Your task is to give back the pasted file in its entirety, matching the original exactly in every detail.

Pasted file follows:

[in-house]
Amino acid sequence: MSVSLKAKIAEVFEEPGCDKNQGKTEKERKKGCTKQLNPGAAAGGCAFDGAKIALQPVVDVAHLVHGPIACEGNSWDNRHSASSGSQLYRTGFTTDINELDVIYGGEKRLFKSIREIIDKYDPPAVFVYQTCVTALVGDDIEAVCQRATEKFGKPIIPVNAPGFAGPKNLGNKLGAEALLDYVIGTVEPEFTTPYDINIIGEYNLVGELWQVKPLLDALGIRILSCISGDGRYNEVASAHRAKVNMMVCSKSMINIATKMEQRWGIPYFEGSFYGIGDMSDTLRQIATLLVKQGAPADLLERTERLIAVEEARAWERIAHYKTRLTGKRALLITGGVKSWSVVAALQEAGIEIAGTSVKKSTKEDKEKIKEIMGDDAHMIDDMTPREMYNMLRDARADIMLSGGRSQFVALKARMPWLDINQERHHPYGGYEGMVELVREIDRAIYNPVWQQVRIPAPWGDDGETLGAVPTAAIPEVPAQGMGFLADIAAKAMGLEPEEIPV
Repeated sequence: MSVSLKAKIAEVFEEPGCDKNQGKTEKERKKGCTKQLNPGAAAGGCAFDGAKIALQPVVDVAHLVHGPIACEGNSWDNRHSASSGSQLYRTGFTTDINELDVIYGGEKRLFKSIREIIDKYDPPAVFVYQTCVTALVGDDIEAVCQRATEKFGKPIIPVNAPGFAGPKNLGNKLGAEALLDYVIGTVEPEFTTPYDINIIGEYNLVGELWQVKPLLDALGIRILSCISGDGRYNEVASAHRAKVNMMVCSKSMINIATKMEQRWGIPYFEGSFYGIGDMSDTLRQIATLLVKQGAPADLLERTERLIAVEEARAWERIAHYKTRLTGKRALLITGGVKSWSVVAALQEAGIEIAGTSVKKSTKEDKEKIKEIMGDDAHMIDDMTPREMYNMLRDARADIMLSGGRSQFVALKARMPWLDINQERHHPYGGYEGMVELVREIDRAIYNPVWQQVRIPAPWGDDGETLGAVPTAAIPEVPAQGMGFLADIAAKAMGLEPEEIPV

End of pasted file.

[in-house]
Amino acid sequence: MSVSLKAKIAEVFEEPGCDKNQGKTEKERKKGCTKQLNPGAAAGGCAFDGAKIALQPVVDVAHLVHGPIACEGNSWDNRHSASSGSQLYRTGFTTDINELDVIYGGEKRLFKSIREIIDKYDPPAVFVYQTCVTALVGDDIEAVCQRATEKFGKPIIPVNAPGFAGPKNLGNKLGAEALLDYVIGTVEPEFTTPYDINIIGEYNLVGELWQVKPLLDALGIRILSCISGDGRYNEVASAHRAKVNMMVCSKSMINIATKMEQRWGIPYFEGSFYGIGDMSDTLRQIATLLVKQGAPADLLERTERLIAVEEARAWERIAHYKTRLTGKRALLITGGVKSWSVVAALQEAGIEIAGTSVKKSTKEDKEKIKEIMGDDAHMIDDMTPREMYNMLRDARADIMLSGGRSQFVALKARMPWLDINQERHHPYGGYEGMVELVREIDRAIYNPVWQQVRIPAPWGDDGETLGAVPTAAIPEVPAQGMGFLADIAAKAMGLEPEEIPV
Repeated sequence: MSVSLKAKIAEVFEEPGCDKNQGKTEKERKKGCTKQLNPGAAAGGCAFDGAKIALQPVVDVAHLVHGPIACEGNSWDNRHSASSGSQLYRTGFTTDINELDVIYGGEKRLFKSIREIIDKYDPPAVFVYQTCVTALVGDDIEAVCQRATEKFGKPIIPVNAPGFAGPKNLGNKLGAEALLDYVIGTVEPEFTTPYDINIIGEYNLVGELWQVKPLLDALGIRILSCISGDGRYNEVASAHRAKVNMMVCSKSMINIATKMEQRWGIPYFEGSFYGIGDMSDTLRQIATLLVKQGAPADLLERTERLIAVEEARAWERIAHYKTRLTGKRALLITGGVKSWSVVAALQEAGIEIAGTSVKKSTKEDKEKIKEIMGDDAHMIDDMTPREMYNMLRDARADIMLSGGRSQFVALKARMPWLDINQERHHPYGGYEGMVELVREIDRAIYNPVWQQVRIPAPWGDDGETLGAVPTAAIPEVPAQGMGFLADIAAKAMGLEPEEIPV